Per Lisa Stone - Parenting Aces -
One TD expressed the following: “The biggest problem with this scenario is not that the seeding change was made,
but that it was not communicated to the tournaments.
When a substantial procedural change occurs, it is best that all involved be informed.
While informing the player may be easier said than done, certainly notifying the directors should have been an early order of business, not an afterthought.”
He goes on to say, “I don’t see that this seeding procedure will discourage doubles play because selection to each tournament will still be done using the ‘combined’ standings and not the ‘singles seeding’ list. Being selected for a tournament is certainly more important than being a singles seed, since you can’t be seeded if you aren’t selected.”
Honestly, the biggest concern I have over this latest rule change is the lack of communication behind it.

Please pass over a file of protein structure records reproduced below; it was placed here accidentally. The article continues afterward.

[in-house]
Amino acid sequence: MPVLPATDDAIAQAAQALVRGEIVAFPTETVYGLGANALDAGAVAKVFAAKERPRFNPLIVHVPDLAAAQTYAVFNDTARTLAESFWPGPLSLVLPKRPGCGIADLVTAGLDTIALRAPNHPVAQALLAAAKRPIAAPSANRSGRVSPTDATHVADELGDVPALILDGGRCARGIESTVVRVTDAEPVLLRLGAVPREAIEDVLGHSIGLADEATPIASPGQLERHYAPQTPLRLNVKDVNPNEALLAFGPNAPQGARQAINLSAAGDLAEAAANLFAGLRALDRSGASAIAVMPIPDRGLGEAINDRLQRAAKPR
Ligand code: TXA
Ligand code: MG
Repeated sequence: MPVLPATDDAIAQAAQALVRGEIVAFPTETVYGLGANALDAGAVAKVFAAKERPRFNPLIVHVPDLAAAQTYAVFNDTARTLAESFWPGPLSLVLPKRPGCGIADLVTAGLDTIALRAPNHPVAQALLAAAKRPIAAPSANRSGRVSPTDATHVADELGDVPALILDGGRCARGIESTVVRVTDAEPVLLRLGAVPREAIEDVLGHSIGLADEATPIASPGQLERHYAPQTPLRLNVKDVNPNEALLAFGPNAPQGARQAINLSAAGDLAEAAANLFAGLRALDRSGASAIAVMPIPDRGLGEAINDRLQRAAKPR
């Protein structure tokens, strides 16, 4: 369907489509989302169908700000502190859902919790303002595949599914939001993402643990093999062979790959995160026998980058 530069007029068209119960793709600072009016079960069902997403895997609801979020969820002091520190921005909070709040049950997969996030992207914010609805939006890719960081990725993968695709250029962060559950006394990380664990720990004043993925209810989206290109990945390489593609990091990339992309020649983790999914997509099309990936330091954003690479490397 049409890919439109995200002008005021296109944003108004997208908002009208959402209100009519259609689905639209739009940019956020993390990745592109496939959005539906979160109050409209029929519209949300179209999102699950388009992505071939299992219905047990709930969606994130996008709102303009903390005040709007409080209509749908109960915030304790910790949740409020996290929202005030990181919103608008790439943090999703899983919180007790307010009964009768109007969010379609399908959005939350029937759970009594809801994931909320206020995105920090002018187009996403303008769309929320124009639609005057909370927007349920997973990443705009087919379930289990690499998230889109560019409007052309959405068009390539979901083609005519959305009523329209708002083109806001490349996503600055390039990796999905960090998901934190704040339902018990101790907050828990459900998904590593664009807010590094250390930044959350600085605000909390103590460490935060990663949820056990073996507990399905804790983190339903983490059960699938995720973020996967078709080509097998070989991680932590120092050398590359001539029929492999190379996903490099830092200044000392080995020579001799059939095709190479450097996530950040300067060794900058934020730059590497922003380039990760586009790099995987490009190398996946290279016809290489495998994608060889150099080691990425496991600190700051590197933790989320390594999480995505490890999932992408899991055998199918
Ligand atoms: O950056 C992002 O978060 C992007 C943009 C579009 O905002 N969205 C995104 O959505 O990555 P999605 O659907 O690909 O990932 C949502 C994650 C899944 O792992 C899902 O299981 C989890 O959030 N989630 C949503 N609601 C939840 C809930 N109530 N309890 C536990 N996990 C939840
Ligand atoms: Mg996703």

The only way I knew about it was because I happened to be logged into Facebook when it came across my newsfeed (
by the way, the USTA JrComp Facebook page has fewer than 150 “Likes”).
Given the recent outcry by the tennis community as a whole over the behind-closed-doors methods used by USTA to create the 2014 Junior Comp schedule, you would think USTA would’ve been sensitive to the fact that a heads-up over the seeding rules changes might be important.
I am still at a loss to understand HOW or WHY USTA isn’t more communicative and open and forthcoming with its members,
especially with all the simple electronic methods at its disposal.
I keep asking the question and hope, one day soon, to be able to report the answer.